Institutions and Competition

BRICS and food security

May 8, 2015
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Good idea, bad timing?

It's not clear whether the world's worst drought in over a century provided impetus for the agriculture ministers of the BRICS nations to gather in Brasilia in March and launch a manifesto designed to make the group a key player in the global food security regime. But they did. Now the world is waiting.

 

From a moral and business ethics perspective the effort makes sense and can add value to the BRICS brand.

 

But success depends on China, India and Brazil, who are impacted by drought and infrastructure problems that step on their economic performance. And Russia is dealing with a sanctions regime that includes food, orchestrated by Washington and its European allies. 

 

BRICS food security. A slow rollout?

It's one thing to move cautiously to manage risks. It's something else to move slowly due to political differences.

 

Madame Christine Lagarde, managing director of the International Monetary Fund has already pressed the BRICS New Development Bank to start generating loans in a tight money global economy ahead of its schedule. But there are no indications that the BRICS bank, still not fully funded and masking the lingering controversy over being headquartered in China, will open its loan window prior to the middle of next year.

 

The BRICS food security initiative, meanwhile, is providing job creation for “Sherpa-style” experts and bureaucrats who should be more agile than their American and European counterparts.  But it could be decades, if at all, before the organization becomes a major player in the dynamics of the food security set-up. Food security and the BRICS may be realigned or rebranded or just fade away to accommodate changes brought on by younger leaders and online social media.

 

 

The United States. A pittance for food and water infrastructure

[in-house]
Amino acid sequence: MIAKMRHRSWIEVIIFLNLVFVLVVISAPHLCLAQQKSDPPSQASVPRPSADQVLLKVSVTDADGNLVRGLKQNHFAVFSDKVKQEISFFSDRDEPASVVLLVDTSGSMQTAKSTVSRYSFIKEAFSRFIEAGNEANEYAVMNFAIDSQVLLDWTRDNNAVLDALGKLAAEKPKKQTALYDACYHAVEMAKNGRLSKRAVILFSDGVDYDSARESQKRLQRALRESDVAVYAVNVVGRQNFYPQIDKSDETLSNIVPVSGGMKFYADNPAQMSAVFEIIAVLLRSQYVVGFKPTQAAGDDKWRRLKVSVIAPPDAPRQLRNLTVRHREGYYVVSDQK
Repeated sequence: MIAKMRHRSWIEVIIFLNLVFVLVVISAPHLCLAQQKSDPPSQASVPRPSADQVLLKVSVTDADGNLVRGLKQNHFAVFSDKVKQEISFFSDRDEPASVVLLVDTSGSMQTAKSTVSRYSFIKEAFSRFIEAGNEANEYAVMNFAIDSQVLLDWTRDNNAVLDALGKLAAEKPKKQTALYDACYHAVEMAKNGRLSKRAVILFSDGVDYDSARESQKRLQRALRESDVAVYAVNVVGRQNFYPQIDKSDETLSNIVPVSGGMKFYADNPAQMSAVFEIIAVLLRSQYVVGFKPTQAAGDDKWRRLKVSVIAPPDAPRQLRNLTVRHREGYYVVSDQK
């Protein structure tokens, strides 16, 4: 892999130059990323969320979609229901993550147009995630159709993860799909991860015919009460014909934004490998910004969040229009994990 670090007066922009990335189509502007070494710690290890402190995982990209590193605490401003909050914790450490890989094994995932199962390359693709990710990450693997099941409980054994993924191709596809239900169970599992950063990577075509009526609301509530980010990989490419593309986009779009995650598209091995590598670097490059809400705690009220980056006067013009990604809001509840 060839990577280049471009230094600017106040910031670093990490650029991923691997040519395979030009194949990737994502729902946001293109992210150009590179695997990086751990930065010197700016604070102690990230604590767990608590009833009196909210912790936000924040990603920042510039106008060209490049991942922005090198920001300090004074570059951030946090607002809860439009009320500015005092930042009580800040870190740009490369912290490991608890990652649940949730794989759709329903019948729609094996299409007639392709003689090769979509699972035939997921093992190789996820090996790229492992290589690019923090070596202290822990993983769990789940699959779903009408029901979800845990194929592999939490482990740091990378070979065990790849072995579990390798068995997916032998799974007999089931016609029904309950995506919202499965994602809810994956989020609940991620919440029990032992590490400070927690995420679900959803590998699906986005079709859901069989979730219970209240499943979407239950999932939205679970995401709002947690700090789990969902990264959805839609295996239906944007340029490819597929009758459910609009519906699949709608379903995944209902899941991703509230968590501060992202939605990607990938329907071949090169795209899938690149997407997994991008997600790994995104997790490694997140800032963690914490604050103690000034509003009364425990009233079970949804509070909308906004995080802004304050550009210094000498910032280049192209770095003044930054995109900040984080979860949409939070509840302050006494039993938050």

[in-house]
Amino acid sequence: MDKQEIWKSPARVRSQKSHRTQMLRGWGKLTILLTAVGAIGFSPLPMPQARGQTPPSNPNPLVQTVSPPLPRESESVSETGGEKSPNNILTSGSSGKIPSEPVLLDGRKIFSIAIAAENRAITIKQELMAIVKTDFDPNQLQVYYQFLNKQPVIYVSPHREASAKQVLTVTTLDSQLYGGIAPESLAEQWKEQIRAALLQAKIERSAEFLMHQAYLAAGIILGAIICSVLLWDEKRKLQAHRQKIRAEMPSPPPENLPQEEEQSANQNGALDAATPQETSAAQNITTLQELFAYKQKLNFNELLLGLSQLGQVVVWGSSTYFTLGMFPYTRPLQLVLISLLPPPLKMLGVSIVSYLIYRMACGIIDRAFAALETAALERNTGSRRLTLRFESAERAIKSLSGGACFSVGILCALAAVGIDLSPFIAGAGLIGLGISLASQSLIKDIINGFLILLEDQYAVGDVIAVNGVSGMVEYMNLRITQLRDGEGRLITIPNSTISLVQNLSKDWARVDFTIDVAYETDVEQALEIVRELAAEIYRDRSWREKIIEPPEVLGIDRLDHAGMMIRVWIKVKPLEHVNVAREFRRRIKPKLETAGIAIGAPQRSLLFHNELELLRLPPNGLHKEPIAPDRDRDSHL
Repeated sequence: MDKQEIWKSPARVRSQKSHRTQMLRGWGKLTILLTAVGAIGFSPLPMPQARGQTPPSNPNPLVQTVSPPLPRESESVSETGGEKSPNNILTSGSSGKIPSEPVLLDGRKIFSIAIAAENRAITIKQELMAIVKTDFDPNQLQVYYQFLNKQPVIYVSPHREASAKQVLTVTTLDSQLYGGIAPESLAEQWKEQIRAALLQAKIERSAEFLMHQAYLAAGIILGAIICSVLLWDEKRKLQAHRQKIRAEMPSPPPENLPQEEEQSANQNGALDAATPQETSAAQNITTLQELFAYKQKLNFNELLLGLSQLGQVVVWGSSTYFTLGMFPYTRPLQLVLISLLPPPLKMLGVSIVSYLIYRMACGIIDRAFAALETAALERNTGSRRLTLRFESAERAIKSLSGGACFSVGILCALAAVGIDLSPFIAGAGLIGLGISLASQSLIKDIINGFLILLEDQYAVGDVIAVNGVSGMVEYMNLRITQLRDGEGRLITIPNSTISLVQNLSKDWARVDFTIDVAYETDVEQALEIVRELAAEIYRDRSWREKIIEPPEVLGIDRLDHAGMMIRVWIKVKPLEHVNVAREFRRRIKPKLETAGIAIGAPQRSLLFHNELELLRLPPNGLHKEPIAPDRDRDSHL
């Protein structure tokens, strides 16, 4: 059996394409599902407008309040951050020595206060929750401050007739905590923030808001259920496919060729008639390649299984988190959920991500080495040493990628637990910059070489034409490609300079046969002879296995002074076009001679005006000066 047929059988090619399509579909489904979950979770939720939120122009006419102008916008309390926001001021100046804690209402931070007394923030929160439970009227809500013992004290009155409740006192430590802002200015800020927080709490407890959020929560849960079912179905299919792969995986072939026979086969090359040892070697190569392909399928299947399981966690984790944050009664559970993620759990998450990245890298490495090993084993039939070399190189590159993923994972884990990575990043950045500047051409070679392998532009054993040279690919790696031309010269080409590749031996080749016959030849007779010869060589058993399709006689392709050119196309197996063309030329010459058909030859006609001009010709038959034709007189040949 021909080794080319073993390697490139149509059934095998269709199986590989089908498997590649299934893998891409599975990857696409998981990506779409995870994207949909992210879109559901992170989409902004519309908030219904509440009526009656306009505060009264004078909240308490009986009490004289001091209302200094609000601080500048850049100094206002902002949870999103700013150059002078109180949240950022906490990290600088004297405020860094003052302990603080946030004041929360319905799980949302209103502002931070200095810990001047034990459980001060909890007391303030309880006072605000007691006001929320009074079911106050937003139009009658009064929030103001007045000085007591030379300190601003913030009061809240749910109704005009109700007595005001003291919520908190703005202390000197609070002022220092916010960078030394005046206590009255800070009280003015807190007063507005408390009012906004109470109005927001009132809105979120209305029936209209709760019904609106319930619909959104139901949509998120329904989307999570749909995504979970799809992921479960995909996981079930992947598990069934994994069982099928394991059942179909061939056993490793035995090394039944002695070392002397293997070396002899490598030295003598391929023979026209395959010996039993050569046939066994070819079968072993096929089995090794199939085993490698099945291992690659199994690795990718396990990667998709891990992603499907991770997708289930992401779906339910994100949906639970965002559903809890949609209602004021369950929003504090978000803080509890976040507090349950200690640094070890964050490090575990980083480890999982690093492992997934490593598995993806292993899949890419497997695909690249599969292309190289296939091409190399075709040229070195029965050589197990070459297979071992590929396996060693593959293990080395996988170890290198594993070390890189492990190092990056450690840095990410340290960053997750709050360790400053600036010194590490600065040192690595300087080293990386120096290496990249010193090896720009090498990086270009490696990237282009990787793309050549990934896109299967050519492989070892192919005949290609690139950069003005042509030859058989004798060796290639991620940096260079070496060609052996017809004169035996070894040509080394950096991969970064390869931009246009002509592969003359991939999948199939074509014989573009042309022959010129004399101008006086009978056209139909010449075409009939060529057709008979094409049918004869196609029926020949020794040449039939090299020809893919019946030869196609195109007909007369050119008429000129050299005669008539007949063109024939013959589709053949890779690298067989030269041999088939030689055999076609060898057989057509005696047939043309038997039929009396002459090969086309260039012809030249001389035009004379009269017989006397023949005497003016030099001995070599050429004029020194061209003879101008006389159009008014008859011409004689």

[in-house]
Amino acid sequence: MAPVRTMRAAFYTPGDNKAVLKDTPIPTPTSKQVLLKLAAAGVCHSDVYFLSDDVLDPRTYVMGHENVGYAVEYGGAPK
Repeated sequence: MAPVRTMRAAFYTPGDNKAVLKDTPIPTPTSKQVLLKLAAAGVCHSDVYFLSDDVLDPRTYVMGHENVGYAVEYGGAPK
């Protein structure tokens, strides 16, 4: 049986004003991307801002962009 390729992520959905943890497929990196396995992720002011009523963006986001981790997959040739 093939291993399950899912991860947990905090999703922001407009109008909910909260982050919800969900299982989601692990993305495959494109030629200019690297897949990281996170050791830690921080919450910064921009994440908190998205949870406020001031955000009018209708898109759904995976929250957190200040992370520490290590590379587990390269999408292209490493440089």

In the United States food security is “at risk.”   There are debilitating droughts in the Sacramento Valley agricultural region and the strategic water network that provides hydroelectric power and water to much of the West via the Colorado River. Bill Gates shrugs it off doing a photo op drinking a glass of water made from reprocessed human waste.

 

The water level at Lake Mead, formed by the Hoover Dam near Las Vegas, Nevada is at an all-time low.And infrastructure spending, which has been neglected by the Obama administration is unlikely to improve during his remaining “lame duck” period.

 

At the state level, in California, for example, the Los Angeles Times online, and other sources, report that the state legislature has approved a $1 billion bill to fight drought, But two thirds of that funding has been cannibalized from previously funded programs. The $230 million in “new money” to combat drought is equal to the amount the New York Yankees pay one of their top Major League Baseball stars.

 

The probability of “food security” and infrastructure becoming an issue during the 2016 presidential campaign is as unlikely as the impending economic crisis- which was known to financial world insiders in 2007- becoming an issue in the 2008 presidential campaign.

 

Is the UN seeding a cloud of mistrust?

Ban Ki Moon, the Secretary General of the United Nations, has been propagating his view via online media that the “have” nations can afford to feed the “have nots.” But is his post of global voluntarism really what “food security” is all about? 

 

It smarts of the fuzzy global governance logic inherent in the “Kickstarter” approach Moon and his allies at the World Bank, NGOs and other Western interests used in an effort to raise funds for the Ebola crisis. But that effort did not achieve Moon's ambitious funding goals. Most of the heavy lifting and educating has been done by the US Africa Command.

 

Competing and uncoordinated sets of statistics regarding world hunger and “food security” produced by UN agencies are organized- wittingly or unwittingly-- to favor the agendas and funding needs of those entities. The World Health Organiaztion tells a different story than UNESCO, for example. Who do you trust as your favorite "food security" storyteller? 

 

It is no different in the United States, where “foreign aid” and food aid programs relate only to organizations that provide the assistance and the nations that receive the benefits. There is no “big picture” about global “food security” except what one finds on social media. A central records keeping organization like the U.S. Energy Administration provides to track world oil production would help.

 

Until that happens defense spending will continue to drive the global economy and those human bengs Frantz Fanon called the wretched of the earth will become more hungry and more angry.

 

Considering that McDonalds is losing billions and struggling to reinvent itself maybe it's time for “food security” proponents to do the same thing. 

 

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